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Advice

Old 1st Oct 2020, 11:33
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Advice

Hey guys, I am an ex motor mechanic/auto electrician (C&G, old school) and i was thinking of retraining to work on light G.A. aircraft. What are your thoughts, and what route would you suggest if any. Thanks, Baz
bazman62 is offline  
Old 1st Oct 2020, 13:38
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Hi Baz,
Certainly a lot of your skills and experience are transferrable to Aircraft Maintenance, I've met a couple of ex-car mechanics in the past that have successfully transitioned into the industry and turned out to be very good technicians.
In many respects a lot of the older GA aircraft have much simpler systems than your average modern car so again I don't think this is much of an issue for you.
One thing to bear in mind is that the salaries in GA tend to be very low, you might well find that you can earn more working for a franchised dealer than you would working on light aircraft.
One benefit is aircraft tend to be cleaner than cars so you'd be going home in the evening with less oil and dirt under your fingernails 😊

I'd suggest trying to find a GA company local to you and see if you could do a couple of days work experience, it would hopefully be enough to give you an insight into the job to make the decision if it's something you would like to do. They would also be able to point you in the direction of local training courses etc.

Good luck !

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Old 1st Oct 2020, 18:37
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It is certainly doable and your skills may be directly applicable to piston aeroplanes - that is, there is no formal obstacle to being hired right away. At first, you will be working as an unlicensed mechanic, which means you can't sign off your own work - a licensed technician has to check what you've done and sign it off for you. To get an aircraft maintenance license, you need 2-3 years on the job (depending on the license category you apply for and on whether your prior formal training is recognised as relevant) and about a dozen theory exams (exact number depends on the license category, too). For the exams, you may study on your own or go to school.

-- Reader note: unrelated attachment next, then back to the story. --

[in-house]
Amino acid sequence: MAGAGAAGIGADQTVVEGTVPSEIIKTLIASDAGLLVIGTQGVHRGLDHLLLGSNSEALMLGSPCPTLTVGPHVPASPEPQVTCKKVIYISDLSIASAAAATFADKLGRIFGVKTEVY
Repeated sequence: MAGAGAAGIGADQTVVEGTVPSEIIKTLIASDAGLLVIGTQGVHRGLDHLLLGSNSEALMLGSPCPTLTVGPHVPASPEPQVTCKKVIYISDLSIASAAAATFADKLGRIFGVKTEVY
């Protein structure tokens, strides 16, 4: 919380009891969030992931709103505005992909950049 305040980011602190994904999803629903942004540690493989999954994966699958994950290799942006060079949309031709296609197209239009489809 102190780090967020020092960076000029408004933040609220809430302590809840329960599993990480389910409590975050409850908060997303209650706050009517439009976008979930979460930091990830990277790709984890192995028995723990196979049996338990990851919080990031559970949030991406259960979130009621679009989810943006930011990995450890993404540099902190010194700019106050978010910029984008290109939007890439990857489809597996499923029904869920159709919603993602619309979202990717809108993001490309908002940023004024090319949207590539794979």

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Old 3rd Oct 2020, 06:57
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As others have said, you have very transferable skills for GA maintenance. However, if you really want to impress a potential employer, it might not be a bad idea to have a look at the mechanical side / structures ( I assume you would wish to become Avionics which, given your background, would be a logical path ) and ask questions that demonstrate you have an overall idea as to how aircraft are maintained and the integration of both disciplines. Basic theory of flight knowledge would also show you have a serious interest ....they wouldn't expect you to know the detail, but would be impressed if you showed a basic understanding.....well I would if I were interviewing you.

There's also one little adage you may find helps...." if a car breaks down, you pull over and call the AA / RAC..if an aircraft breaks down, you make the front page "....try and let them know you are aware of the concept and practices of Flight Safety because it underpins all your work and if you can show you are already aware, then again, your chances will be greatly enhanced.
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Old 3rd Oct 2020, 11:54
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Something you should consider is how attached you are to where you live. Automotive mechs can usually find a new job within a few miles of their last one. In aviation, career progressions usually require relocation and that could mean hundreds of miles. If you're single and don't have a mortgage that's great. Wives/partners/children don't like upheaval and I can speak from experience, especially if it means the wife/partner has a job.
And as mentioned above, the salary in General Aviation isn't that high. Even for licenced engineers it's not uncommon to be 40% less than for those on bizjets and airlines.
Unfortunately there aren't many opportunities around for anyone in aviation right now due to Covid. Good luck, though.
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Old 14th Oct 2020, 09:59
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Friend of mine started off as a motormechanic. Got a job as an aircraft handler. Helped out in hangar. Impressed the guys he was working with and was transferred on to engineering.
Got his licence, became a shift supervisor and retired as a chief engineer for a major international helicopter operator.

Ex-policeman and a storeman did exactly the same. It's about application and getting the breaks, the job in itself is not difficult.
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Old 14th Oct 2020, 10:17
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Originally Posted by ericferret View Post
Impressed the guys he was working with and was transferred on to engineering.
That's the way to go, and the best way to impress is to be a perfectionist. Specific work skills can be learned in weeks, proper attitude to work may take years.
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